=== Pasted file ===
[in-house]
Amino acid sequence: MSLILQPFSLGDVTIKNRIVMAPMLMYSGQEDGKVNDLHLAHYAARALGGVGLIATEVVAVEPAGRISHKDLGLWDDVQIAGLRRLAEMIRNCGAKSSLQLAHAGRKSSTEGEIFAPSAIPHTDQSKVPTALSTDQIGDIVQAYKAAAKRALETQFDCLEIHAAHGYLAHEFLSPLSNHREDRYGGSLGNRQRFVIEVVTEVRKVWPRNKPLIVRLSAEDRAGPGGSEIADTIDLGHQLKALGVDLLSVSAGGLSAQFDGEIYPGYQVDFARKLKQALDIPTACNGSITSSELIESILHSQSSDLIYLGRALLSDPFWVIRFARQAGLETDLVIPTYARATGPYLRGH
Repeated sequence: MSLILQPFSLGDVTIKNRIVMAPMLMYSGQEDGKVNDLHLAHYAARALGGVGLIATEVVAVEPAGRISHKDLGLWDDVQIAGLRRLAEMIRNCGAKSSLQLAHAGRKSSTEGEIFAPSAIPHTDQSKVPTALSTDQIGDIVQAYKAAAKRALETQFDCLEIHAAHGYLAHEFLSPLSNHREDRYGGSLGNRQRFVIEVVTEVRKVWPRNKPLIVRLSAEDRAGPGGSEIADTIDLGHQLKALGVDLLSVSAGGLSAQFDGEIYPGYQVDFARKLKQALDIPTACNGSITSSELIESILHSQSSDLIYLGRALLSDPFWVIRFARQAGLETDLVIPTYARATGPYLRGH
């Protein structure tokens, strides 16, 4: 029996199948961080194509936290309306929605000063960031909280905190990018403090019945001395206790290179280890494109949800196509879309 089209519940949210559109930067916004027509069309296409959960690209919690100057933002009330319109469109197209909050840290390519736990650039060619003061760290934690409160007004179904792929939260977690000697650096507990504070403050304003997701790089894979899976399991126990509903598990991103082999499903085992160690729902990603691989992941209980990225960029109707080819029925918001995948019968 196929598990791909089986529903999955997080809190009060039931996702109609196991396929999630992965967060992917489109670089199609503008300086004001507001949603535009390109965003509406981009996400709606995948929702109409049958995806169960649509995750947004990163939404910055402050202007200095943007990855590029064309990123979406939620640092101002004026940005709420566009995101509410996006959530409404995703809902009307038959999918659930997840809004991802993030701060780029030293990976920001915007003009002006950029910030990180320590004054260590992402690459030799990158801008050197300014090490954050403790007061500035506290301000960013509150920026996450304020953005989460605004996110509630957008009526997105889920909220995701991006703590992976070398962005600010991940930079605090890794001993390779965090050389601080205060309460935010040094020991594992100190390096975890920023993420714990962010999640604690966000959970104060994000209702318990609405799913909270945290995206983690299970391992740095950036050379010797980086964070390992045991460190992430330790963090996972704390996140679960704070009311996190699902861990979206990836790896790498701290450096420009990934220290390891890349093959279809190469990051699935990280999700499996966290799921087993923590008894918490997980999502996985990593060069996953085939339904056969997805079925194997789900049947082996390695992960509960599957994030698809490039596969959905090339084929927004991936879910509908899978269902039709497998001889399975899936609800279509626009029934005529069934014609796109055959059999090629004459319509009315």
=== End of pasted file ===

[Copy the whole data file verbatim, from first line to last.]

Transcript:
[in-house]
Amino acid sequence: MSLILQPFSLGDVTIKNRIVMAPMLMYSGQEDGKVNDLHLAHYAARALGGVGLIATEVVAVEPAGRISHKDLGLWDDVQIAGLRRLAEMIRNCGAKSSLQLAHAGRKSSTEGEIFAPSAIPHTDQSKVPTALSTDQIGDIVQAYKAAAKRALETQFDCLEIHAAHGYLAHEFLSPLSNHREDRYGGSLGNRQRFVIEVVTEVRKVWPRNKPLIVRLSAEDRAGPGGSEIADTIDLGHQLKALGVDLLSVSAGGLSAQFDGEIYPGYQVDFARKLKQALDIPTACNGSITSSELIESILHSQSSDLIYLGRALLSDPFWVIRFARQAGLETDLVIPTYARATGPYLRGH
Repeated sequence: MSLILQPFSLGDVTIKNRIVMAPMLMYSGQEDGKVNDLHLAHYAARALGGVGLIATEVVAVEPAGRISHKDLGLWDDVQIAGLRRLAEMIRNCGAKSSLQLAHAGRKSSTEGEIFAPSAIPHTDQSKVPTALSTDQIGDIVQAYKAAAKRALETQFDCLEIHAAHGYLAHEFLSPLSNHREDRYGGSLGNRQRFVIEVVTEVRKVWPRNKPLIVRLSAEDRAGPGGSEIADTIDLGHQLKALGVDLLSVSAGGLSAQFDGEIYPGYQVDFARKLKQALDIPTACNGSITSSELIESILHSQSSDLIYLGRALLSDPFWVIRFARQAGLETDLVIPTYARATGPYLRGH
């Protein structure tokens, strides 16, 4: 029996199948961080194509936290309306929605000063960031909280905190990018403090019945001395206790290179280890494109949800196509879309 089209519940949210559109930067916004027509069309296409959960690209919690100057933002009330319109469109197209909050840290390519736990650039060619003061760290934690409160007004179904792929939260977690000697650096507990504070403050304003997701790089894979899976399991126990509903598990991103082999499903085992160690729902990603691989992941209980990225960029109707080819029925918001995948019968 196929598990791909089986529903999955997080809190009060039931996702109609196991396929999630992965967060992917489109670089199609503008300086004001507001949603535009390109965003509406981009996400709606995948929702109409049958995806169960649509995750947004990163939404910055402050202007200095943007990855590029064309990123979406939620640092101002004026940005709420566009995101509410996006959530409404995703809902009307038959999918659930997840809004991802993030701060780029030293990976920001915007003009002006950029910030990180320590004054260590992402690459030799990158801008050197300014090490954050403790007061500035506290301000960013509150920026996450304020953005989460605004996110509630957008009526997105889920909220995701991006703590992976070398962005600010991940930079605090890794001993390779965090050389601080205060309460935010040094020991594992100190390096975890920023993420714990962010999640604690966000959970104060994000209702318990609405799913909270945290995206983690299970391992740095950036050379010797980086964070390992045991460190992430330790963090996972704390996140679960704070009311996190699902861990979206990836790896790498701290450096420009990934220290390891890349093959279809190469990051699935990280999700499996966290799921087993923590008894918490997980999502996985990593060069996953085939339904056969997805079925194997789900049947082996390695992960509960599957994030698809490039596969959905090339084929927004991936879910509908899978269902039709497998001889399975899936609800279509626009029934005529069934014609796109055959059999090629004459319509009315």